Music Performance Opportunities
All music ensembles are open to any NDSU student without regard to major and provide course credit (generally one semester hour for each group listed). Ensembles are some of the most rewarding experiences in college, and all students with musical interests are encouraged to participate.
The Gold Star Marching Band plays for all home NDSU football games and marches in special events fall semester. The group rehearses three days per week and is open to all students.
The Concert Choir meets five days per week, both fall and spring semesters. Open by audition, the group tours regionally or nationally on an annual basis and to European countries every three years.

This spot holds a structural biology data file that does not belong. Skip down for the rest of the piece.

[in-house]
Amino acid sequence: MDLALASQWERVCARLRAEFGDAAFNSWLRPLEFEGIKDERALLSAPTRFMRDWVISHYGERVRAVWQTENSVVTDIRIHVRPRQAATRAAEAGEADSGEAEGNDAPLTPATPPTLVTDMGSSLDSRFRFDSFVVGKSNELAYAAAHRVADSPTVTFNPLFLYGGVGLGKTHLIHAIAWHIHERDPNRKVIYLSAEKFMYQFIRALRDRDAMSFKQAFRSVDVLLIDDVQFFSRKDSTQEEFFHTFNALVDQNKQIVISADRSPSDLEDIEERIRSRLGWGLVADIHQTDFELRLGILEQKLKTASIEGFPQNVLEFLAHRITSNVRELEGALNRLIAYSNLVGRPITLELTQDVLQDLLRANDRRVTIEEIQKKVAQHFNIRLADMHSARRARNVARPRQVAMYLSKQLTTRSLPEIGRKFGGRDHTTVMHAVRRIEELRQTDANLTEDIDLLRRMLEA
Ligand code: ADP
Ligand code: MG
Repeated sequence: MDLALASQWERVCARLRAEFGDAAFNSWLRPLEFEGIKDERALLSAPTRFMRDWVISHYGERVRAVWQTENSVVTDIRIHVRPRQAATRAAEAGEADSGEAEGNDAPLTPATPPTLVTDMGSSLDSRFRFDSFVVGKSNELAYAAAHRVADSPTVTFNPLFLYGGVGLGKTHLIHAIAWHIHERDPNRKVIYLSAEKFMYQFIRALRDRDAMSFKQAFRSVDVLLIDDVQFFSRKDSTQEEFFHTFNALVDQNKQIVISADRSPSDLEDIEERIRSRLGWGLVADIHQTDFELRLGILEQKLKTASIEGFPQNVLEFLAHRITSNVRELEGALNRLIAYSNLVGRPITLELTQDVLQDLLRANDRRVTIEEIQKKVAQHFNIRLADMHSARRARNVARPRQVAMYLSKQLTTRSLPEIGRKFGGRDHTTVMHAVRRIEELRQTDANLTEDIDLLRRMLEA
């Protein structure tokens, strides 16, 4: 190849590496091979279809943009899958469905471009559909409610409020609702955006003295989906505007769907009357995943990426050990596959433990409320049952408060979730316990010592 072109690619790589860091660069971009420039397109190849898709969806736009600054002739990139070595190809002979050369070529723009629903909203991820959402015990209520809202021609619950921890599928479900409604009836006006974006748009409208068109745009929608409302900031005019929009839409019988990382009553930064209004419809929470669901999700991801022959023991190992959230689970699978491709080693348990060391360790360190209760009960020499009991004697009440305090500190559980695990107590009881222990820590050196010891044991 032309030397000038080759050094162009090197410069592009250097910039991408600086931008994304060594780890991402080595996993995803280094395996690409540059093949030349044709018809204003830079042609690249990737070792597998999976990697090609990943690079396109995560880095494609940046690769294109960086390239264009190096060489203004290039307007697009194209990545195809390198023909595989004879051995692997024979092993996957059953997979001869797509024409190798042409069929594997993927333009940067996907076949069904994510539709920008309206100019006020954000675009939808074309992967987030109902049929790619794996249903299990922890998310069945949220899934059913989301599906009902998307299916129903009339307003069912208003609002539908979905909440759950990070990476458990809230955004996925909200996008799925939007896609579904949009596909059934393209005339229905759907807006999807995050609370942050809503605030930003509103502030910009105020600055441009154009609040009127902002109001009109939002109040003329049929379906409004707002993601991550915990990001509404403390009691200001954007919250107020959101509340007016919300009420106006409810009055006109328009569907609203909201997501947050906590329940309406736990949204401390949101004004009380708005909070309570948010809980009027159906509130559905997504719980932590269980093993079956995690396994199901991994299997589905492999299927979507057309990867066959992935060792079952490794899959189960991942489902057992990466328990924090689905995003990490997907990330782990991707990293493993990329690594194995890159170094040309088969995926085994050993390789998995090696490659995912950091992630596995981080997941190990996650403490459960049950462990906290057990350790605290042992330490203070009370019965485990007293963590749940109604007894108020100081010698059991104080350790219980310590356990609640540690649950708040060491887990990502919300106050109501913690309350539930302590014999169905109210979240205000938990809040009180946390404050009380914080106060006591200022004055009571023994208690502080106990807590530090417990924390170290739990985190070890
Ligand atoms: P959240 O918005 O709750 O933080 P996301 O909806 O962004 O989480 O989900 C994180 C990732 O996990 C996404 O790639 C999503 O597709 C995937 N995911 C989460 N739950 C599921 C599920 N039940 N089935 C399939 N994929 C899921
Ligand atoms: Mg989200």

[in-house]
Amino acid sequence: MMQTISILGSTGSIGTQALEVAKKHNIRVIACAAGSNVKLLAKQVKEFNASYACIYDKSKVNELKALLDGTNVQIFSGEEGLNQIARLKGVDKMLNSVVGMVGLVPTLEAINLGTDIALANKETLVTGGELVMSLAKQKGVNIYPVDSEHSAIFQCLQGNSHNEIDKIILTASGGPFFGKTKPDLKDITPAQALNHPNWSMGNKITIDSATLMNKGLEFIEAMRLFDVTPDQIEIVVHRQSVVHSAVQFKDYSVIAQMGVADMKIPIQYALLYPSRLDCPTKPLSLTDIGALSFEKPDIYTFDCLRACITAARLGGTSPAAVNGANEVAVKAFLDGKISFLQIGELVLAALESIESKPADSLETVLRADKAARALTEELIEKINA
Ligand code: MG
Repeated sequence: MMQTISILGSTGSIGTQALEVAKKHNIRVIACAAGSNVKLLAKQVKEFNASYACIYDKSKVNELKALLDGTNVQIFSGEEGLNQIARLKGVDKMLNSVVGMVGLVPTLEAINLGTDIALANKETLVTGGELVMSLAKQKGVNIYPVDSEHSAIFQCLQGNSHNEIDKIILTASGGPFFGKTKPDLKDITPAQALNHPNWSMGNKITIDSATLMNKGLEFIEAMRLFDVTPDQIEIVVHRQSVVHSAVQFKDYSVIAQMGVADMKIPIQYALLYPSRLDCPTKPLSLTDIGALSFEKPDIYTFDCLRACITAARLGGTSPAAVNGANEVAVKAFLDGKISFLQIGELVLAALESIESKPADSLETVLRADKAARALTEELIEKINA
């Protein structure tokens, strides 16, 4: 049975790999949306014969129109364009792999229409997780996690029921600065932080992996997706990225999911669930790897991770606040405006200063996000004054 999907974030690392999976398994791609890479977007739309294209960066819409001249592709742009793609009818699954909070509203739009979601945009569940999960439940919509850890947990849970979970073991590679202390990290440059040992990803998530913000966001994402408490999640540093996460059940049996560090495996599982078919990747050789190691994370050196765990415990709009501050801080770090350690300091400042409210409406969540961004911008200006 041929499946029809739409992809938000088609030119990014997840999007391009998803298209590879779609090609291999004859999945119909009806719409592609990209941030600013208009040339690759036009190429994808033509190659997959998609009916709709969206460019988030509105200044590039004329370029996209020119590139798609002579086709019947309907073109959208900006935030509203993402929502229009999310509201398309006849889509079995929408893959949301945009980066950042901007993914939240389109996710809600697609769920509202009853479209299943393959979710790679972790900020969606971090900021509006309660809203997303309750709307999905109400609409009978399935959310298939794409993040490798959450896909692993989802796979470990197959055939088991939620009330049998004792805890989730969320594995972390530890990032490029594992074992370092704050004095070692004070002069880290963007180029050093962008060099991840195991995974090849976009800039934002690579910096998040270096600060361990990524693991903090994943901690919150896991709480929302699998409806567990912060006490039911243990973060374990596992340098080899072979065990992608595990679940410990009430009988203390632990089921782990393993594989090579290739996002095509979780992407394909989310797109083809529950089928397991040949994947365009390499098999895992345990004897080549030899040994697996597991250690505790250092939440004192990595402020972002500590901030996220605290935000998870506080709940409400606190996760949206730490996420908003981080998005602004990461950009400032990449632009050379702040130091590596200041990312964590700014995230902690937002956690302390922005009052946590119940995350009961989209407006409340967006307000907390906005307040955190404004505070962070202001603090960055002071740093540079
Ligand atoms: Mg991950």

The NDSU Wind Symphony is NDSU’s large concert ensemble for wind and percussion instruments. Members meet both fall and spring semesters and tour annually. Open by audition.
A smaller ensemble, Madrigal Singers, performs repertoire from the renaissance through contemporary periods. This auditioned group meets three days per week fall and spring semesters and produces the annual Madrigal Dinners in December. Members are auditioned from Concert Choir.
The Jazz Ensembles are two jazz big bands, generally of about 20 musicians each. Ensembles meet two or three times per week fall and spring semesters. Open by audition.